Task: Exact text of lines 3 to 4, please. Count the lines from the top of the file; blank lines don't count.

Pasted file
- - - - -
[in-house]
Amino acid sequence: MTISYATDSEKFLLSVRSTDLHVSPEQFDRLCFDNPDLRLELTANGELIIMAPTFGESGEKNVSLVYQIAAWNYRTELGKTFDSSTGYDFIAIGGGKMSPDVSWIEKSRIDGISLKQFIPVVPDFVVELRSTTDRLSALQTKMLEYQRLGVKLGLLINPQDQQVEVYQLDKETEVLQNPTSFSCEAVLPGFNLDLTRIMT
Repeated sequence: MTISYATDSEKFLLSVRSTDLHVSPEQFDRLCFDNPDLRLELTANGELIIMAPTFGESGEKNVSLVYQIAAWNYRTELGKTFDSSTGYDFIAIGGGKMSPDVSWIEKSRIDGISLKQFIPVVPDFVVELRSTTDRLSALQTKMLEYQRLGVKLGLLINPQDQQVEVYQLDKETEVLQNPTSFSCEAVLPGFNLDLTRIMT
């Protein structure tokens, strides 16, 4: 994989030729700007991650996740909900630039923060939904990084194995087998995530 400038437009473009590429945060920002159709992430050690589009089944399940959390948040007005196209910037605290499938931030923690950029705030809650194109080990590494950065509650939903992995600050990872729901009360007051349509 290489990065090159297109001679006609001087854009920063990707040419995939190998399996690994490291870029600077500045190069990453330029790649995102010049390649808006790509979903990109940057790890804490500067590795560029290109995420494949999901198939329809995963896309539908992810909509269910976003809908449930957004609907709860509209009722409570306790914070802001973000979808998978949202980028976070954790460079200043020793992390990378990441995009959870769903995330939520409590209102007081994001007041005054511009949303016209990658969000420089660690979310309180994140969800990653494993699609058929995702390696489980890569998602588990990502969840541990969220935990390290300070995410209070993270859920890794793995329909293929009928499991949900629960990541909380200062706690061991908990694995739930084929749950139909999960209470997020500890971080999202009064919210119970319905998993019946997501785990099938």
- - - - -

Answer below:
Repeated sequence: MTISYATDSEKFLLSVRSTDLHVSPEQFDRLCFDNPDLRLELTANGELIIMAPTFGESGEKNVSLVYQIAAWNYRTELGKTFDSSTGYDFIAIGGGKMSPDVSWIEKSRIDGISLKQFIPVVPDFVVELRSTTDRLSALQTKMLEYQRLGVKLGLLINPQDQQVEVYQLDKETEVLQNPTSFSCEAVLPGFNLDLTRIMT
């Protein structure tokens, strides 16, 4: 994989030729700007991650996740909900630039923060939904990084194995087998995530 400038437009473009590429945060920002159709992430050690589009089944399940959390948040007005196209910037605290499938931030923690950029705030809650194109080990590494950065509650939903992995600050990872729901009360007051349509 290489990065090159297109001679006609001087854009920063990707040419995939190998399996690994490291870029600077500045190069990453330029790649995102010049390649808006790509979903990109940057790890804490500067590795560029290109995420494949999901198939329809995963896309539908992810909509269910976003809908449930957004609907709860509209009722409570306790914070802001973000979808998978949202980028976070954790460079200043020793992390990378990441995009959870769903995330939520409590209102007081994001007041005054511009949303016209990658969000420089660690979310309180994140969800990653494993699609058929995702390696489980890569998602588990990502969840541990969220935990390290300070995410209070993270859920890794793995329909293929009928499991949900629960990541909380200062706690061991908990694995739930084929749950139909999960209470997020500890971080999202009064919210119970319905998993019946997501785990099938």